A coalition of 21 attorneys general is urging the federal government to lift restrictions on mifepristone, a drug used in medication abortion, so that women who want to terminate a pregnancy do not have to embark on unnecessary travel during the coronavirus outbreak.
Medication abortion, often referred to as the "abortion pill," is a safe and effective way to end a pregnancy before 10 weeks. Women take a combination of two drugs, usually spaced 24 hours apart, that essentially induce a miscarriage. About 40% of abortions in the U.S. use this method.
Currently, women must travel in person to an abortion clinic to pick up the medication, even though the termination generally takes place at home. That's because mifepristone, the first of the two drugs used in medication abortion, is subject to a special set of U.S. Food and Drug Administration restrictions called Risk Evaluation and Mitigation Strategy. Under the REMS, a person seeking a medication abortion cannot obtain the drugs from a pharmacy or in the mail. The drugs can only be dispensed in a medical facility.
In a letter to the FDA and the U.S. Department of Health and Human Services on Monday, the attorneys general urged the Trump administration to allow mifepristone to be prescribed using telemedicine.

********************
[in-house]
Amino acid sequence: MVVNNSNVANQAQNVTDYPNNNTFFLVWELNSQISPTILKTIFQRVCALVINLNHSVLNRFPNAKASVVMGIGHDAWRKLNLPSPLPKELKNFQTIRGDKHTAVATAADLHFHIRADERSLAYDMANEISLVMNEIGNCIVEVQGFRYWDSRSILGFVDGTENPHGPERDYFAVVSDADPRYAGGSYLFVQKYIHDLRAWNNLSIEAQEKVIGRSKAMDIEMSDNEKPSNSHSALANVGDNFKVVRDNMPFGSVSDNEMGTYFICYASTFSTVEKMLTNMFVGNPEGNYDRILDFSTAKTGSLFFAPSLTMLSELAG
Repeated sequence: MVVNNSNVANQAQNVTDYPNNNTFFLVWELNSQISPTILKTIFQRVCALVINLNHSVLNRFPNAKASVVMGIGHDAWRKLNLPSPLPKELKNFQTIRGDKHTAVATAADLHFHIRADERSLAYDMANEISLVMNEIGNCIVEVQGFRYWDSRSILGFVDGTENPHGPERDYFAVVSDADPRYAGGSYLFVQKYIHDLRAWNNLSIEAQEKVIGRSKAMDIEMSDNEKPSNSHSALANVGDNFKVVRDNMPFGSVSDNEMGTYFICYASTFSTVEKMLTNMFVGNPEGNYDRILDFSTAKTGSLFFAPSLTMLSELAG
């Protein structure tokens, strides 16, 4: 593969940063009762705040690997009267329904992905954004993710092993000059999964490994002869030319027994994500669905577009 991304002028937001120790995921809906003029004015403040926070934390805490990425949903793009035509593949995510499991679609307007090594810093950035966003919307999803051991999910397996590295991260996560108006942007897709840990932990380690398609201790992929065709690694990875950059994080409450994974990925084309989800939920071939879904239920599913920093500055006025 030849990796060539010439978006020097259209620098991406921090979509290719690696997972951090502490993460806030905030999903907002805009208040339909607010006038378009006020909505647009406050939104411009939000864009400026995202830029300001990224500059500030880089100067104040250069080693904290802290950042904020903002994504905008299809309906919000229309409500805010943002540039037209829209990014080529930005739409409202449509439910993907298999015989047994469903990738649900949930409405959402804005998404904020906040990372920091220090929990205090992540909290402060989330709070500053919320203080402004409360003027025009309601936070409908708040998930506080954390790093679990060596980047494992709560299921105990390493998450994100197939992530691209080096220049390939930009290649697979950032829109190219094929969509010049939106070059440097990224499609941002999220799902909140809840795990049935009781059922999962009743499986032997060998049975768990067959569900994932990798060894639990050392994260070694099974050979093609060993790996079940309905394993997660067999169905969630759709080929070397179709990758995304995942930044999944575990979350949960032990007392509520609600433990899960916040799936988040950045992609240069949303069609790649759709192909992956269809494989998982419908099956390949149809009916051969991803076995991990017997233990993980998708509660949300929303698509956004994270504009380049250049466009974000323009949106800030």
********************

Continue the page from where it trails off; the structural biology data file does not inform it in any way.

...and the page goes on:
"Due to the REMS, patients have to travel to a designated clinic, medical office or hospital, as opposed to getting a prescription from their doctor using telehealth and then obtaining mifepristone at a local pharmacy or delivered by mail," the letter says. "The FDA should not mandate this medically unnecessary travel, particularly during the COVID-19 crisis where not only are women being advised to stay home, but families are faced with additional childcare and financial constraints."
Since its approval in 2000, about 3 million women in the U.S. have used mifepristone. Leading medical groups such as the American College of Obstetricians and Gynecologists have advised the FDA to ease restrictions on the drug and make it available in retail pharmacies.
A college student in Texas recently described to HuffPost how scary it was to have to drive for 12 hours to pick up the drugs for her medication abortion as the coronavirus outbreak was upending life in the state.
New York Attorney General Letitia James, who signed on to Monday's letter, said that control over one's reproductive freedom should not be limited to those able to leave their homes.
"As the coronavirus spreads across the country and residents are asked to stay at home, the federal government should be doing everything in its power to ensure women can maintain control of their reproductive choices," James said in a press release. "Our coalition is calling on the federal government to make mifepristone more easily accessible so that no woman is forced to risk her health while exercising her constitutional right to an abortion."